Royal Gabardine trench coat, �995; sand-washed silk long-sleeve top, �250; sand-washed silk jogger pants, �450; white leather Abaraca sandals, �290.

Only three per cent of Pollyanna’s fashion customers were local, but the store also had a cafe which became a favourite Barnsley eaterie and meeting place. And Barnsley, Yorkshire and the fashion industry have appreciated and recognised her contributions to their culture, character and vibrancy.

In 1998, she was Yorkshire Woman of the Year. Barnsley made her a Freeman of the Town in 2000, and she has honorary doctorates from Sheffield Hallam and Huddersfield universities. In September 2014, aged 70, she was awarded a Lifetime Achievement Award by Drapers.

But in June of that year, Rita had closed Pollyanna after a stroke and a brain haemorrhage, followed not long after by a heart attack. When she had recovered, which she did remarkably quickly and well, she knew a re-evaluation was needed.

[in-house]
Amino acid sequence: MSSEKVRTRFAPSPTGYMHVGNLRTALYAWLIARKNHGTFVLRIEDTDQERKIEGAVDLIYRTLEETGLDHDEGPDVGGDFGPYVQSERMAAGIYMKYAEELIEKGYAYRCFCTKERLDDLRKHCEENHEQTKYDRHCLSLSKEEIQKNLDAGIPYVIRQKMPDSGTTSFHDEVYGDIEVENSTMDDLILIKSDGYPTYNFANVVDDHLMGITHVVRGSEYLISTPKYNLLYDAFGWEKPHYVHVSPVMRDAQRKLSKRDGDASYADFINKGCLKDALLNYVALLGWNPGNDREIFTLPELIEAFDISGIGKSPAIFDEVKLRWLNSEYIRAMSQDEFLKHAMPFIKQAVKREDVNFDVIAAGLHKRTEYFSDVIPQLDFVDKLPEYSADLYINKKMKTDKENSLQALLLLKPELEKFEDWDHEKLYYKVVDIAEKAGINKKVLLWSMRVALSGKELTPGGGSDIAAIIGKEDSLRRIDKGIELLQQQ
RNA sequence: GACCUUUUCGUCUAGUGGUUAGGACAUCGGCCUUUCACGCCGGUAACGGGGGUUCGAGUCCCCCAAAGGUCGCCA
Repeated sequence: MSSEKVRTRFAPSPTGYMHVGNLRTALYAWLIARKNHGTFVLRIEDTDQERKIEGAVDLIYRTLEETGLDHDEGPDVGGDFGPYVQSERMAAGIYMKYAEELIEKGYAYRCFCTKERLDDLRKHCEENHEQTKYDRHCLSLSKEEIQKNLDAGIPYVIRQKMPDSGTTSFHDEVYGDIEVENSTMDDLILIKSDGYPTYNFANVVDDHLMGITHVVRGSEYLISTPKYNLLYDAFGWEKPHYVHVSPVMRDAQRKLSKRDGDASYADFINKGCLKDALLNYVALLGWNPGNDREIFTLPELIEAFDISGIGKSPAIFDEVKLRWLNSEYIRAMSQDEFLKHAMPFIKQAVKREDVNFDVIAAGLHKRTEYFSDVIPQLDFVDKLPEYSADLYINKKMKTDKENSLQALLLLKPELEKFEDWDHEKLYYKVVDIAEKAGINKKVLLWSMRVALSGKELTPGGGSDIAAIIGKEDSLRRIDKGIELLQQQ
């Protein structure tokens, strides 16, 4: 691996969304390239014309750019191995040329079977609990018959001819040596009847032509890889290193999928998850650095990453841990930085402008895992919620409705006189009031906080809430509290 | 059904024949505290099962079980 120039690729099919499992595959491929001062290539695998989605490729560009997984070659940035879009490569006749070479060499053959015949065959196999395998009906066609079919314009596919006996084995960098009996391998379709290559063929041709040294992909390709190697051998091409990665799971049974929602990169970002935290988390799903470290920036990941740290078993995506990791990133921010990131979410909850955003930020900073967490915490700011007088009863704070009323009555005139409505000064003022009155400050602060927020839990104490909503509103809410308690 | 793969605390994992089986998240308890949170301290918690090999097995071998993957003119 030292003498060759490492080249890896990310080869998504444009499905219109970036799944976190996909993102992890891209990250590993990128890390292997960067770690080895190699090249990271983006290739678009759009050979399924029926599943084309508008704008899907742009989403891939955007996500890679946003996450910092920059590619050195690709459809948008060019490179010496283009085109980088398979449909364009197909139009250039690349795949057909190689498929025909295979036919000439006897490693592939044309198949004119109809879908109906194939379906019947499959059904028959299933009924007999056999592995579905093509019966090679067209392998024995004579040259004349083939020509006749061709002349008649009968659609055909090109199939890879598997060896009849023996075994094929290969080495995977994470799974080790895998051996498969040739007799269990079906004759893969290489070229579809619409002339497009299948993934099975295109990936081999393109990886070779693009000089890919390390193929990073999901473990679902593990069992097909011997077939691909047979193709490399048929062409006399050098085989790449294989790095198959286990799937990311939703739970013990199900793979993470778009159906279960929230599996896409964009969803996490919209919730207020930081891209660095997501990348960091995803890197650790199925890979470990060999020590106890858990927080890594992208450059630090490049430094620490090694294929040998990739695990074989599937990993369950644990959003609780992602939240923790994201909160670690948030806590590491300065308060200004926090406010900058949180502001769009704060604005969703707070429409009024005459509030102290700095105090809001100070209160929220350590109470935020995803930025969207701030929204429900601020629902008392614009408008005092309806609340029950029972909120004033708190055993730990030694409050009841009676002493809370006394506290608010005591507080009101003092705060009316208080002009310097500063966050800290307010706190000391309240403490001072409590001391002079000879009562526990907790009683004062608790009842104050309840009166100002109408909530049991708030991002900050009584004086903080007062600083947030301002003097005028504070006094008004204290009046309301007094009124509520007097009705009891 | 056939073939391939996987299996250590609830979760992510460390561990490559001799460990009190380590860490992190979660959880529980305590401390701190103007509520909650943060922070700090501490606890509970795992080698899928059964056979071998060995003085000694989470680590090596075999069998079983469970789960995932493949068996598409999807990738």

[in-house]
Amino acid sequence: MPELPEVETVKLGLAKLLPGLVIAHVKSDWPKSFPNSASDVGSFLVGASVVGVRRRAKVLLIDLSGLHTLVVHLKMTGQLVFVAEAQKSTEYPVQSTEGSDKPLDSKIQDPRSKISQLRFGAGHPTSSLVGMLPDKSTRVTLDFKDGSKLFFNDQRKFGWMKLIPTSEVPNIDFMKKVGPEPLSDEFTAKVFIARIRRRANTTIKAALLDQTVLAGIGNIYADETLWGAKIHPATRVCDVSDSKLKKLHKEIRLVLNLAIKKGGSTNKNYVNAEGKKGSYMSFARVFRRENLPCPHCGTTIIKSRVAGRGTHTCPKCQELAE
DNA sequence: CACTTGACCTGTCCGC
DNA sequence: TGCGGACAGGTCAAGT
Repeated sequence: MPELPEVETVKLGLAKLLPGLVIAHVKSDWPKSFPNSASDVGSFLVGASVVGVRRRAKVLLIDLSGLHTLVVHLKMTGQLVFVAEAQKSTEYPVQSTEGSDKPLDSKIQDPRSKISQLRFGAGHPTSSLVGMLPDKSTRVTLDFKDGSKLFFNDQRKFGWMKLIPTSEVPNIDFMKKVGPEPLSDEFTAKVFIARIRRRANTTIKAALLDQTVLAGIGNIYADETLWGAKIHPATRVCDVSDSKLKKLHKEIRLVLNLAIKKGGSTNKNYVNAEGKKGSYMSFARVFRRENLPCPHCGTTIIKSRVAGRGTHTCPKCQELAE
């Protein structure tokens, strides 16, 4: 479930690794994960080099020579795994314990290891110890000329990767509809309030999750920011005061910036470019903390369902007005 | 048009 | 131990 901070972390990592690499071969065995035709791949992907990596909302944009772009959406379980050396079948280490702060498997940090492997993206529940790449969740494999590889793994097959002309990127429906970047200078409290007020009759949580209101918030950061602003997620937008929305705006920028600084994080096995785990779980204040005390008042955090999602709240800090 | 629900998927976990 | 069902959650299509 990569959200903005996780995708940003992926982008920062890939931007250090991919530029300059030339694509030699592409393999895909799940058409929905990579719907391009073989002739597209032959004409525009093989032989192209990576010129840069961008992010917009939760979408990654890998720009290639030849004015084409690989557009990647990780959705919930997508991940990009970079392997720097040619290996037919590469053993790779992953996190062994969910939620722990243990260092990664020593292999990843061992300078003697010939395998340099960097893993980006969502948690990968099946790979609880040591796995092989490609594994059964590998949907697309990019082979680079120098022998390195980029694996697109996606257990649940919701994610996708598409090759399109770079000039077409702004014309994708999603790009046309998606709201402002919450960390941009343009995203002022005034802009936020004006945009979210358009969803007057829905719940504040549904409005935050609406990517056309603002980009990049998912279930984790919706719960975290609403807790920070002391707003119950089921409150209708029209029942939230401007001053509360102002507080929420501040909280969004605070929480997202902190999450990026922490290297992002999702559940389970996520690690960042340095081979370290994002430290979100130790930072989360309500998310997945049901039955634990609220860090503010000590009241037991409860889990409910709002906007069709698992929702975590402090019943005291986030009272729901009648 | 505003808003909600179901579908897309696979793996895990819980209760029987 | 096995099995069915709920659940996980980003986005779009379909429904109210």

“I was lying there in bed, thinking, something’s got to go, it’s killing me. And that something was Pollyanna. But I’ve always loved being very much involved with designing Nomad.”

Nomad Seersucker pinafore dress, �395; jersey vest, �120; black leather Abaraca sandals, �290.

Nomad Seersucker pinafore dress, �395; jersey vest, �120; black leather Abaraca sandals, �290.

She decided to focus on her own label, but needed a new venue. So, she moved just around the corner to George Yard, where she poured her creative energy into the restoration of The Tobacco Warehouse, a Georgian storage building. In 2015, it opened as a beautiful shop and showroom for Nomad Atelier, plus an art gallery (Yorkshire home and garden designers The Dyehouse feature there) and, on the ground floor, a cafe, Quintessential Kitchen, opened by its master chef Martin Blake. Again, this has become a popular Barnsley eaterie and place to gather. It’s where we meet for lunch before Rita gives me a tour.